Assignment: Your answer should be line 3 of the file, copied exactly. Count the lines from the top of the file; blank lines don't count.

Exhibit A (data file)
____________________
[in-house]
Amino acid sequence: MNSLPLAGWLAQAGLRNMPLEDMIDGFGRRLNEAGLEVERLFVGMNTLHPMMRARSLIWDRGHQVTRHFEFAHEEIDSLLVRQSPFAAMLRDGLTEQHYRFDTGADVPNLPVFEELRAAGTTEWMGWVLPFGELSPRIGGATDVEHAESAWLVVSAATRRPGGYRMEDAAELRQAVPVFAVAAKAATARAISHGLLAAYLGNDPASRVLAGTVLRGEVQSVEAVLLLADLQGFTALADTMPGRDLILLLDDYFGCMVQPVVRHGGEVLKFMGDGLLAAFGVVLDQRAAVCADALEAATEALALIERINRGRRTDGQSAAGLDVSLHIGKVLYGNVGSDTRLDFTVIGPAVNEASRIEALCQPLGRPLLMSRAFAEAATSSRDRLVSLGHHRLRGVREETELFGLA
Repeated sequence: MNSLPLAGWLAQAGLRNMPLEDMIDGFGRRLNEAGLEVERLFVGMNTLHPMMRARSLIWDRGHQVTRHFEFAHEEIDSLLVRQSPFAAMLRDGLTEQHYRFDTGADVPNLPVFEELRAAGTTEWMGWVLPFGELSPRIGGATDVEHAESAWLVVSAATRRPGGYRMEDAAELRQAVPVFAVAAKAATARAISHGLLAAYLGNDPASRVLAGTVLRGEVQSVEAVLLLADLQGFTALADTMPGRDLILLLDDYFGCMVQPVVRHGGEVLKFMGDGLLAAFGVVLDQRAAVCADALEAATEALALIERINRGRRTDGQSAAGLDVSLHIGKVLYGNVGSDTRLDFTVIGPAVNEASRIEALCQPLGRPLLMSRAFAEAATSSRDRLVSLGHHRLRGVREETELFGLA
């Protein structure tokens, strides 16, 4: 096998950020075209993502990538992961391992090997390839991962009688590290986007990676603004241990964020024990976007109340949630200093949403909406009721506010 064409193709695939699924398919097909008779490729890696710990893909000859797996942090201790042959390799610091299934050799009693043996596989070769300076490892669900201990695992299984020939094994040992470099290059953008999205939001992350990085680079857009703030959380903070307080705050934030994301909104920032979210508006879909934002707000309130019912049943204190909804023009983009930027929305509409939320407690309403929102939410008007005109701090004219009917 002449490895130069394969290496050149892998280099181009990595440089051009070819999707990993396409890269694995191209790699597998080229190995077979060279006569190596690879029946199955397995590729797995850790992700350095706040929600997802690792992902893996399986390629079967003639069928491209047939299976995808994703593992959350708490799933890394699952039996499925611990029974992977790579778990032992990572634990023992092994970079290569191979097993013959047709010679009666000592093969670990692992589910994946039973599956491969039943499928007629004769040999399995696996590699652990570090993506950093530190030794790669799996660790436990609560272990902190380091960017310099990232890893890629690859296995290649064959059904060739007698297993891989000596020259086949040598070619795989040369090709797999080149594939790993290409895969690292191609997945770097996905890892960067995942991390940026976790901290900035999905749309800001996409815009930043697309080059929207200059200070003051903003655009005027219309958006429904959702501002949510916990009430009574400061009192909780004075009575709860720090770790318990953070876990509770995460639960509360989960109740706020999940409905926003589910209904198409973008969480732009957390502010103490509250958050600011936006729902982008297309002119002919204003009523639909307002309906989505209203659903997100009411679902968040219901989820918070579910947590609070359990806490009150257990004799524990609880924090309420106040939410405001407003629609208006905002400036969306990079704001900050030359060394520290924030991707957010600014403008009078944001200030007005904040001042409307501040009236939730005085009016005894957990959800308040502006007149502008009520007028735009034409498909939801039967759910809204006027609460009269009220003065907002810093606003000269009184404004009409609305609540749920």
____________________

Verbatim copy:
Repeated sequence: MNSLPLAGWLAQAGLRNMPLEDMIDGFGRRLNEAGLEVERLFVGMNTLHPMMRARSLIWDRGHQVTRHFEFAHEEIDSLLVRQSPFAAMLRDGLTEQHYRFDTGADVPNLPVFEELRAAGTTEWMGWVLPFGELSPRIGGATDVEHAESAWLVVSAATRRPGGYRMEDAAELRQAVPVFAVAAKAATARAISHGLLAAYLGNDPASRVLAGTVLRGEVQSVEAVLLLADLQGFTALADTMPGRDLILLLDDYFGCMVQPVVRHGGEVLKFMGDGLLAAFGVVLDQRAAVCADALEAATEALALIERINRGRRTDGQSAAGLDVSLHIGKVLYGNVGSDTRLDFTVIGPAVNEASRIEALCQPLGRPLLMSRAFAEAATSSRDRLVSLGHHRLRGVREETELFGLA